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AUDIO: Public Theater Artistic Director Oskar Eustis Talks HAMILTON, Social Change & More on THE NEW YORKER RADIO HOUR


Artistic Director Oskar Eustis was recently interviewed by New Yorker editor David Remnick in the latest episode of The New Yorker Radio Hour, co-produced by WNYC Studios. The pair talked about social change, HAMILTON, and more - you can listen to the full interview below!

Eustis has served as the Artistic Director of The Public Theater since 2005. He came to The Public from Trinity Repertory Company in Providence, RI, where he served as Artistic Director from 1994 to 2005. Eustis served as Associate Artistic Director at Los Angeles' Mark Taper Forum from 1989-1994; and prior to that he was with the Eureka Theatre Company in San Francisco, serving as Resident Director and Dramaturg from 1981-1986 and Artistic Director from 1986-1989. Eustis is currently a Professor of Dramatic Writing and Arts and Public Policy at New York University. He has received honorary doctorates from Rhode Island College in 1999 and Brown University in 2001.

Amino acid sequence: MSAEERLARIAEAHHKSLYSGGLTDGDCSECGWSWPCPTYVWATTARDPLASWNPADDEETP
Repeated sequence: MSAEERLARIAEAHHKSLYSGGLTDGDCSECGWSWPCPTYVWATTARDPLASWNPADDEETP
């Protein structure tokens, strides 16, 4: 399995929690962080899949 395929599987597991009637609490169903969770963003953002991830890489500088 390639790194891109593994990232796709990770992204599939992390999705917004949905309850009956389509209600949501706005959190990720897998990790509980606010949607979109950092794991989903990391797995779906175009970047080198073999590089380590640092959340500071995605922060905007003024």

Throughout his career, he has been dedicated to the development of new plays as a director, dramaturg and producer. At The Public, Eustis directed the New York premieres of Rinne Groff's COMPULSION and THE RUBY SUNRISE; and Larry Wright's THE HUMAN SCALE. At Trinity Rep, he directed the world premiere of Paula Vogel's THE LONG CHRISTMAS RIDE HOME and Tony Kushner's HOMEBODY/KABUL, both recipients of the Elliot Norton Award for Outstanding Production. While at the Eureka Theatre, he commissioned Tony Kushner's ANGELS IN AMERICA, and directed its world premiere at the Mark Taper Forum. Eustis has also directed the world premieres of plays by Philip Kan Gotanda, David Henry Hwang, Emily Mann, Suzan-Lori Parks, Ellen McLaughlin, and Eduardo Machado, among many others. His production of JULIUS CAESAR won a Bay Area Critics Circle Award in 1988, and in the quarter century since then he has directed and produced Shakespeare across the United States, in venues ranging from prisons to Broadway.

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